By John Trump
The N.C. Senate has passed House Bill 890, an all-encompassing measure that could help distillers succeed in a crowded and burgeoning industry.
The bill passed the Senate on third reading, 35-7, Wednesday, Sept. 8, with a couple of technical amendments. The bill, in large part, aims to level the playing field for distillers, making rules more consistent with those governing breweries and wineries.
H.B. 890 now heads back to the House for concurrence. The move, among many things, would allow people to order online and pick products up from state Alcoholic Beverage Control stores, expand the size of growlers from two liters to four, loosen rules for tours in N.C. distilleries, and allow distillers to sell their products at festivals.
As it stands, distilleries can’t open if a local ABC is not open. This bill changes that, allowing distilleries to offer tours, tastings, and cocktails from 7 a.m. to 2 a.m., although to think a distiller would hold such hours isn’t realistic. The bill would also establish a spirituous liquor council, basically a distillers’ version of the N.C. Wine and Grape Council.
Lawmakers such as Rep. Tim Moffitt, R-Henderson, and Sen. Todd Johnson, R-Union, have guided the measure, which evolved in committee as lawmakers incorporate several other bills into the omnibus package. Moffitt, who took the baton from former Rep. Chuck McGrady in leading reform of the state’s antiquated liquor-control system, is, along with Johnson, pushing through the legislature an amended and reworked House Bill 890.
“The House takes alcohol beverage control seriously,” Moffitt said a recent committee hearing, “and we appreciate that we’re one of 17 remaining control states … [T]his bill is responsible when it comes to maintaining that, but it’s always responsive [to] the changing dynamics and the disruptions we’re currently seeing in the field of alcohol in our state.”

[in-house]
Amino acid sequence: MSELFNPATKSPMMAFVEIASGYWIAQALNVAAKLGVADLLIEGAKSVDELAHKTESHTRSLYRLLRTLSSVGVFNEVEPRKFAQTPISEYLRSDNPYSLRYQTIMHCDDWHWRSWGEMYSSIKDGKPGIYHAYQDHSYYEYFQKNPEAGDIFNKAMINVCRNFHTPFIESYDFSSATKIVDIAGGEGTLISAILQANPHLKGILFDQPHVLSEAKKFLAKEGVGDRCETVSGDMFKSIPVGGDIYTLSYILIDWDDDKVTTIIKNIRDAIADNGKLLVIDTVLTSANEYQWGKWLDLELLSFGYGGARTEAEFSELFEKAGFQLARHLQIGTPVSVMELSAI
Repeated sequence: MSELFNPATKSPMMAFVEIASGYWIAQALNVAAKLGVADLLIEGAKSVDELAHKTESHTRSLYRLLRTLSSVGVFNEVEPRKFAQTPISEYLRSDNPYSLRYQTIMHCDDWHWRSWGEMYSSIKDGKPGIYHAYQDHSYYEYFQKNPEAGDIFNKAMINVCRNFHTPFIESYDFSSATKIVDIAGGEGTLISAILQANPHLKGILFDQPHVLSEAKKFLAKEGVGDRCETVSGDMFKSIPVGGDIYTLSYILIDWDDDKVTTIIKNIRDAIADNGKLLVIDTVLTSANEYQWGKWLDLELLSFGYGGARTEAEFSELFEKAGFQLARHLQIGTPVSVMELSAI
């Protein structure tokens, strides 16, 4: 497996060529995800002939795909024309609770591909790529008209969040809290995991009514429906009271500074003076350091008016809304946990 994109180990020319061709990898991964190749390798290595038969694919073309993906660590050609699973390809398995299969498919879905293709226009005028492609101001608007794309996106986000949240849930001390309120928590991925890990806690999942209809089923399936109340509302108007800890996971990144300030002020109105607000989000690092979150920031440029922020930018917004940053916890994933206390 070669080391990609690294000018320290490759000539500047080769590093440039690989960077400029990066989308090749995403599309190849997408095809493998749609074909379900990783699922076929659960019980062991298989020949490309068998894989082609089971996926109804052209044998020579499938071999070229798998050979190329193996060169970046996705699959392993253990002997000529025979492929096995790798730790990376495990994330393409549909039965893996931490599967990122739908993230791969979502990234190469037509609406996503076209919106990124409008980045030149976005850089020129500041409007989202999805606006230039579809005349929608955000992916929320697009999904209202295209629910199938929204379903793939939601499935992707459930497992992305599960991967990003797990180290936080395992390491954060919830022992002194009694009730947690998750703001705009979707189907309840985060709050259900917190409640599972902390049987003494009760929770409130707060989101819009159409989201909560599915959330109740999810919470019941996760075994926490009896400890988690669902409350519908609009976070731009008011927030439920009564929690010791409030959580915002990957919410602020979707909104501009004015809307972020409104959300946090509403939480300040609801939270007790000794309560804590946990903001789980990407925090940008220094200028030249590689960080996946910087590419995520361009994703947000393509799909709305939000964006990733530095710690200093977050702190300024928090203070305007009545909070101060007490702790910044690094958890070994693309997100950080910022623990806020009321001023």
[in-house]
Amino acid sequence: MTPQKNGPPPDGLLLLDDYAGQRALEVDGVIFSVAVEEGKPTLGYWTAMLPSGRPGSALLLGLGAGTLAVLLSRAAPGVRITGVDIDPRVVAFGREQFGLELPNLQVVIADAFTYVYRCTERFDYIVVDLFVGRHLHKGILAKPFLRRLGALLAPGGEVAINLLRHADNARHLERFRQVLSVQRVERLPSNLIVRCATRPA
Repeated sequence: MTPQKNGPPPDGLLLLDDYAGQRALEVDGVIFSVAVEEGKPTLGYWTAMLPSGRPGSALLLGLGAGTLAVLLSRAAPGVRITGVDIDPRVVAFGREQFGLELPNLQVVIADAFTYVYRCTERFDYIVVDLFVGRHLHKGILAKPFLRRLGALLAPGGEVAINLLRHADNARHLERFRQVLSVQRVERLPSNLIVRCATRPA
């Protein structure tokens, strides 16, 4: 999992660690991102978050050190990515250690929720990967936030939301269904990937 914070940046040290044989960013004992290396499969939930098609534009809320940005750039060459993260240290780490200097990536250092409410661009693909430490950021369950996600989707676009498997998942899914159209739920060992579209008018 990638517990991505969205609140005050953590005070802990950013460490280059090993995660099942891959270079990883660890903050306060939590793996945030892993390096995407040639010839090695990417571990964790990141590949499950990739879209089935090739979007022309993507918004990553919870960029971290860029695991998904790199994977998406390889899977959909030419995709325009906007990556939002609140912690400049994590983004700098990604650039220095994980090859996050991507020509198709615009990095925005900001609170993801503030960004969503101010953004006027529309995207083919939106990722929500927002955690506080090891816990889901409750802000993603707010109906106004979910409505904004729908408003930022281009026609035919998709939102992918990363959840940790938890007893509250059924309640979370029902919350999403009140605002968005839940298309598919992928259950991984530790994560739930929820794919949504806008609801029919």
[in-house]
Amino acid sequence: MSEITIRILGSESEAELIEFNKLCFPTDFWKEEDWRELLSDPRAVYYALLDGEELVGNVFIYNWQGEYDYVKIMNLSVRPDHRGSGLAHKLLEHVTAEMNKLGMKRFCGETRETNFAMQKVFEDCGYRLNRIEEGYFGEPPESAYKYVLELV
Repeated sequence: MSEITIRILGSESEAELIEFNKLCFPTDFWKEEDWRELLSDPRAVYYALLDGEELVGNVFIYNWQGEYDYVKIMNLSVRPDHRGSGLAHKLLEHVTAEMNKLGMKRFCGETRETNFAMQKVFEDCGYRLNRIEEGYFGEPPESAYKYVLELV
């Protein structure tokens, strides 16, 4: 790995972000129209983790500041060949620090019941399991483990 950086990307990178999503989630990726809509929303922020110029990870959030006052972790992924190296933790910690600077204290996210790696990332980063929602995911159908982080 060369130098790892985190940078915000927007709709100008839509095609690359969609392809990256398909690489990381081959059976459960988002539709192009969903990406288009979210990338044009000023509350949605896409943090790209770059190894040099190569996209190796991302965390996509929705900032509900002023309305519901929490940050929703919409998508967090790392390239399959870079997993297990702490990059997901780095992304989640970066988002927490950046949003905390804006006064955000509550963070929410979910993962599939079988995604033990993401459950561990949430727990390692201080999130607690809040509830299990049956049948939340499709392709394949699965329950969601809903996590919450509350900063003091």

Moffitt first introduced the original bill in May.
Paige Terryberry, fiscal policy analyst at the John Locke Foundation, has closely followed the measure, which, she has written, also would allow the sale of two alcoholic beverages per person at a college sporting event. Current law allows customers to buy one drink at a time.
“This bill takes a step to combat the ABC system’s blatant discrimination against distilleries,” Terryberry told Carolina Journal.
North Carolina distillers, as well as others in the alcohol industry, have fought the state’s archaic liquor control system for almost 90 years. Most recently, the ABC warehouse operator, LB&B Associates, has been the target of the ire. The shelves N.C. Alcoholic Beverage Control stores on a recent Saturday at a Cary store were punctuated by holes where liquor should have been. Bar owners from around the state converge on social media are ubiquitous in their complaints about the shortages not seen in neighboring states.
Now the ABC is facing a new lawsuit.
Flying Dog, a national brewery based in Maryland, recently filed suit seeking an injunction that would stop the ABC from blocking the distribution of a certain beer because of an “offensive” logo, the ABC says. A hearing on the injunction is scheduled for Sept. 9, Reason magazine reports.
“The offending label —like all Flying Dog beers —contains a distinctive cartoon image by illustrator Ralph Steadman, whose work with the Maryland-based brewery dates back to its roots in the gonzo-lands near Aspen, Colorado. It’s not clear exactly what the state’s regulators object to—though the naked, humanoid figure on the beer’s label does sport a small appendage between its legs,” Reason writes.
This is not the first time that North Carolina’s beer regulators tried to censor a product, Reason writes.
“WECT Channel 6, based in Wilmington, North Carolina, reported in 2019 that the state ABC had blacklisted about 230 beer and wine brands since 2002 for having labels or names that offended the board’s sensibilities. Among the ‘inappropriate’ products banned from the state are beers with names like ‘Daddy Needs His Juice,” and ‘Beergasm.'”